Chef Surprise

The cozy café where the other chefs come to eat

frank2Photo: Morgan Ione Yeager

T

he entrance to Franklin Café reminds us of the wardrobe in Narnia. On one side of the door you’re on the street, standing beneath a sign with no name—just the simple outline of a martini glass. But push through the velvet curtain and you’re in a cozy land of great food, creative drinks, local beers, stylish patrons, and the chefs from other restaurants who know to come here after work. The modern American dishes vary depending on what ingredients are freshest, the menu changes seasonally except for a few popular mainstays, and all the entrees are under 20 bucks. Neighborhood regulars crowd the place (it’s small, so “crowd” is relative), but they like to keep it to themselves, and people from elsewhere in the city often seem never to have heard of it. They’re missing out. A full dinner menu is served until 1:30 a.m. (attracting the aforementioned chefs and other restaurant workers) and there are now also locations in South Boston and Gloucester.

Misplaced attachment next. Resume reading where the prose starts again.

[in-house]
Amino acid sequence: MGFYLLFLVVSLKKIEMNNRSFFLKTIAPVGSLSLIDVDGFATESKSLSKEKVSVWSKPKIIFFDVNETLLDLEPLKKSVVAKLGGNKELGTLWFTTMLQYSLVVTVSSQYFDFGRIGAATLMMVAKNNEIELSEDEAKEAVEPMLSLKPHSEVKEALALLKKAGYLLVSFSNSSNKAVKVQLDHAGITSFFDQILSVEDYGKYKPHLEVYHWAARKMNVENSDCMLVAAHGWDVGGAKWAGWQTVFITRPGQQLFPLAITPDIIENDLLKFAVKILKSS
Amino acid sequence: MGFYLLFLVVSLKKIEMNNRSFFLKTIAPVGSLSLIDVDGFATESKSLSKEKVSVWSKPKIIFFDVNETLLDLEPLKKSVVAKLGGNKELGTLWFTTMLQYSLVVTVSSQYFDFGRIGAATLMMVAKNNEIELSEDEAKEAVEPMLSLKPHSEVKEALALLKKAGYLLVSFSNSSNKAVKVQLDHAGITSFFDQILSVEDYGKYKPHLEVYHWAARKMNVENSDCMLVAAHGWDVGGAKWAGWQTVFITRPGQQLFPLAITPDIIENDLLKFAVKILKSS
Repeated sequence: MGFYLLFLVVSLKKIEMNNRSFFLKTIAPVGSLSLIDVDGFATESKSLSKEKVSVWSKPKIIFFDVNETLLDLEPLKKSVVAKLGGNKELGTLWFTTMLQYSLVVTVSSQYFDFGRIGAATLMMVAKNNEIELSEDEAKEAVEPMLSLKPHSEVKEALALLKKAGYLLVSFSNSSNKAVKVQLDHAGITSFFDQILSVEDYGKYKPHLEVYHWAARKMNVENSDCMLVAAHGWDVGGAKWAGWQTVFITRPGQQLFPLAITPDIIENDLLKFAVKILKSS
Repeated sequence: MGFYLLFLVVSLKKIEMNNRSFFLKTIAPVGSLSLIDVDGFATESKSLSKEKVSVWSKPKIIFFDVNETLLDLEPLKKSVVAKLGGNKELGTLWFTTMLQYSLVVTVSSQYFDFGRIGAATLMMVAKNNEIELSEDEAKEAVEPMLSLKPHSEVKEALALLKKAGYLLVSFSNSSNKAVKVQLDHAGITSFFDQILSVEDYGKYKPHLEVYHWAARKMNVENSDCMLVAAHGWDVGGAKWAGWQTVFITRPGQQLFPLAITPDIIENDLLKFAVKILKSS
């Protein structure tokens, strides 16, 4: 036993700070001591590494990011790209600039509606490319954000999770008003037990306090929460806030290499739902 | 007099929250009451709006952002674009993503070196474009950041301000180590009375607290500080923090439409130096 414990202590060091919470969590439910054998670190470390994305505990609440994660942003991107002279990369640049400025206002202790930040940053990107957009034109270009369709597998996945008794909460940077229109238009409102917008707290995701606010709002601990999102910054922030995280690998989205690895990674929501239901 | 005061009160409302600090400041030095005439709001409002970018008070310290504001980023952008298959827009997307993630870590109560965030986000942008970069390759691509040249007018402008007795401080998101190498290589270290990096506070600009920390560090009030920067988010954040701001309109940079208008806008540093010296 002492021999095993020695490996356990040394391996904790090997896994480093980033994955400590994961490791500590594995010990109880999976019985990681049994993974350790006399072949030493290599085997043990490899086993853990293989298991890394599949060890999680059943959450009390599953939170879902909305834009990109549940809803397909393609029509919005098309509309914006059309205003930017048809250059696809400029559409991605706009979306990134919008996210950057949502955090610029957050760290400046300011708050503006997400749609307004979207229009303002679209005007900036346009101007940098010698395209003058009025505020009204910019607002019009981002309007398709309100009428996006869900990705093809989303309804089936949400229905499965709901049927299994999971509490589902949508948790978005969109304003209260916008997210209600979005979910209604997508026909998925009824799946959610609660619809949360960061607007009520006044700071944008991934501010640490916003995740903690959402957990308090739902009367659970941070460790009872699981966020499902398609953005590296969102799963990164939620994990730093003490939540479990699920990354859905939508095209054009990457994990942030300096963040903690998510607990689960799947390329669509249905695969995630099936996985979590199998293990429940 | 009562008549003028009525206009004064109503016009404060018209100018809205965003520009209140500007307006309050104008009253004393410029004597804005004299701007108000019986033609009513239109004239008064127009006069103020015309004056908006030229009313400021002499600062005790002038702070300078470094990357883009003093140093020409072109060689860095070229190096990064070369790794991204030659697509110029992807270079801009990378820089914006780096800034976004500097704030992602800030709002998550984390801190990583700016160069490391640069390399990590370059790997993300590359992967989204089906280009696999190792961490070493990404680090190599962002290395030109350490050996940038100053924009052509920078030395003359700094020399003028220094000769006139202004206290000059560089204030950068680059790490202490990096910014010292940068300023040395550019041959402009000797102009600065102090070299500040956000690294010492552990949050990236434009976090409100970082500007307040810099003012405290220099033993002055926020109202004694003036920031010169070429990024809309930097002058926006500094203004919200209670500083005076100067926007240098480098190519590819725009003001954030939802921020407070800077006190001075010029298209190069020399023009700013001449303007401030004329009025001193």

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One of the restaurant-industry hotshots attracted to Franklin Café by the late-night menu was Brian Reyelt, who dropped by one night after work at Aujourd’hui in the Four Seasons Hotel and stuck around to become executive chef overseeing Franklin’s two Boston locations.

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